Valleywide trail dream going nowhere fast | AspenTimes.com
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Valleywide trail dream going nowhere fast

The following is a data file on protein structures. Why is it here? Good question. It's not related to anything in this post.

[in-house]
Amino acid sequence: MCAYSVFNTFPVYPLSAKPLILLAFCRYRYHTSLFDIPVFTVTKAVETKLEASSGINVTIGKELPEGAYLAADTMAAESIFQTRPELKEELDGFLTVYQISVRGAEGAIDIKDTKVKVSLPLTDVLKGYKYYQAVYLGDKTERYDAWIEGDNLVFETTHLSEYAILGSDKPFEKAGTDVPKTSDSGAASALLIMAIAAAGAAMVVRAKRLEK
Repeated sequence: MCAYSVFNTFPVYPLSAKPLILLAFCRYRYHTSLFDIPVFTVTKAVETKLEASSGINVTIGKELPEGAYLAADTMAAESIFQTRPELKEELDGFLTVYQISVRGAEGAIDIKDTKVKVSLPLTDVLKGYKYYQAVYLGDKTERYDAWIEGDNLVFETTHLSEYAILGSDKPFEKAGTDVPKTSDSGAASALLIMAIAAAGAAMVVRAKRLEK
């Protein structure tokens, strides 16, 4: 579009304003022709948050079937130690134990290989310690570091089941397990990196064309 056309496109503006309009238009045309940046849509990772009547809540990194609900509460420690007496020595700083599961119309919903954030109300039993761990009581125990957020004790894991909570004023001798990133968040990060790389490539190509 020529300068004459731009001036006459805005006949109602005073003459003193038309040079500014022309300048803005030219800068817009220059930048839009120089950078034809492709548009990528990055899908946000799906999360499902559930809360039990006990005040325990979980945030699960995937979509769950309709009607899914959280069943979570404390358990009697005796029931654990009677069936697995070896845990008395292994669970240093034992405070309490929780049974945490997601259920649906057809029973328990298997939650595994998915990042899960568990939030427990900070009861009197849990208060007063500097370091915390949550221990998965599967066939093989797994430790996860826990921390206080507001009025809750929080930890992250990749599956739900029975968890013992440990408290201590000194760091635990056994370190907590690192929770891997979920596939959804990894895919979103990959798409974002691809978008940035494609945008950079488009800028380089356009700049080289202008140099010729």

Roaring Fork Transit Authority officials say they will need another boost from taxpayers in order to keep a promise to complete a trail from Aspen to Glenwood Springs.When RFTA seeks a sales tax increase from valley voters in November, part of its pitch will be to raise additional funds for trail construction. RFTA’s board of directors has set a policy to complete the trail to Glenwood Springs by 2010, but that doesn’t appear realistic due to budget woes.Since November 2000, when valley voters first approved a sales tax as a funding source for the agency, no money has been spent on trail construction. RFTA contributed $150,000 to the pedestrian bridge over Highway 82 at Wingo Junction, but it hasn’t extended the trail past the Pitkin County line in Emma. The Pitkin County Open Space and Trails Program funded trail construction to Emma.In the November 2000 election, RFTA committed to dedicate 6.6 percent of sales tax revenues to trails and corridor management. The wording proved ambiguous. The agency counts the time its attorney spends on trails issues as money spent on trails, for example.But Mike Hermes, RFTA director of trails and lands, noted that the agency has invested money on surveys, studies and other preparation work necessary before trail construction can begin.Nevertheless, the agency’s lack of construction tries the patience of some trail supporters. Dale Will, executive director of the county trails and open space department, has publicly expressed dismay on a number of occasions about RFTA’s inability to make progress.”Yes, I have concerns about [trail funding] continuously falling to the bottom of the pile,” Will said. “I have been fairly outspoken on my views of the trail.”The latest example came this week when Will wrote a letter to the editor questioning why RFTA wouldn’t let a salvage firm tear up track between Glenwood Springs and Emma. A company was going to pay for the track, which it would sell as scrap, as well as grade the rail bed to the point where it could be used for an unpaved trail. RFTA’s board declined to accept the offer.Will said it’s the latest example of delaying a trail that could become reality in a few short years in favor of train service that may never happen.Other RFTA policies also hamper trail construction. The board won’t allow the rail bed, where the steel rails are, to be used for a paved trail unless placing it elsewhere in the corridor would boost prices 30 percent or more higher.RFTA board member and Snowmass Village Councilman Arnie Mordkin said those policies simply reflect that the old Rio Grande Railroad right of way was purchased first and foremost for resurrection of rail service.Trail construction hasn’t progressed, Mordkin noted, because sales tax revenues since 2001 have been drastically below projections.Without a sales tax increase in November, RFTA’s financial plan anticipates spending $807,000 for trail construction from 2005 through 2010, according to agency director Dan Blankenship.If the agency seeks a 0.2 percent sales tax increase in November, as expected, the funds dedicated for trail construction would increase to $4.23 million, he said. (The bulk of the new revenues would be used to beef up bus operations.)Without the additional funding, a lot of people in the Roaring Fork Valley would die of old age before the trail is completed to Glenwood. Hermes said a paved trail costs between $250,000 to $300,000 a mile to build.Approximately 18 miles of trail is needed to complete the valleywide route. Without additional funding, RFTA could construct about three miles of trail.Even with additional funding, there is a danger the funds earmarked for trails could be siphoned off to other operations. That has some people suggesting that RFTA tied down new funds to trail construction in the November election.”If it’s just a pot of money, trails will always lose,” said Jacque Whitsitt, former RFTA board chairwoman and current chair of the MidValley Trails Committee. Whitsitt and Will favor specifying funds for trails in the ballot question wording.Mordkin said it is “unwise to lock [the funds] down.” RFTA has expressed its intent to complete the trail, he noted, but unforeseen budget issues arise.Scott Condon’s e-mail address is scondon@aspentimes.com.


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